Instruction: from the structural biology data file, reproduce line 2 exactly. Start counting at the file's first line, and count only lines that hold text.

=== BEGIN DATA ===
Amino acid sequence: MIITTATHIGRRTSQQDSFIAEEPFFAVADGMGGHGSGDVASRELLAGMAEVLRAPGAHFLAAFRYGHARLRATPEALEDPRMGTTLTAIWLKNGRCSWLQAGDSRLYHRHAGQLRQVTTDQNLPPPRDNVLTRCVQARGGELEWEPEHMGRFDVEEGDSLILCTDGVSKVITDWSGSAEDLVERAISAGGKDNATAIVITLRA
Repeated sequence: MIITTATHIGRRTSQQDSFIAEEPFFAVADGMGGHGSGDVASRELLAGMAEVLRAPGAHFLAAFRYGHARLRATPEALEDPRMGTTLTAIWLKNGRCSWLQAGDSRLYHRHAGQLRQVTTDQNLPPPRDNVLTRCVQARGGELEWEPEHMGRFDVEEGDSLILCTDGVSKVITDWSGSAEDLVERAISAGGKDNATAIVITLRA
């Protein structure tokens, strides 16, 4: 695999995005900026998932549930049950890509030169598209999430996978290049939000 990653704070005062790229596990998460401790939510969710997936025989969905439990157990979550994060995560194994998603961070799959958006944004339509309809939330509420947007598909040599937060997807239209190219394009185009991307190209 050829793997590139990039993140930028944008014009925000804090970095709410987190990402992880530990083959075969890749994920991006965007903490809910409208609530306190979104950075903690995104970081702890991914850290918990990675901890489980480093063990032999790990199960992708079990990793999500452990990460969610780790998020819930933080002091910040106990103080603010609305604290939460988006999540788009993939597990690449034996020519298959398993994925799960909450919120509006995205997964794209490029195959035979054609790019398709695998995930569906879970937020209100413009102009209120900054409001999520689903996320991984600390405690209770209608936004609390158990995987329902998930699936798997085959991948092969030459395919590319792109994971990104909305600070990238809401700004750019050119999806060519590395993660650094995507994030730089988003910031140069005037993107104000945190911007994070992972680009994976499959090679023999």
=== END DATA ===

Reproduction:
Repeated sequence: MIITTATHIGRRTSQQDSFIAEEPFFAVADGMGGHGSGDVASRELLAGMAEVLRAPGAHFLAAFRYGHARLRATPEALEDPRMGTTLTAIWLKNGRCSWLQAGDSRLYHRHAGQLRQVTTDQNLPPPRDNVLTRCVQARGGELEWEPEHMGRFDVEEGDSLILCTDGVSKVITDWSGSAEDLVERAISAGGKDNATAIVITLRA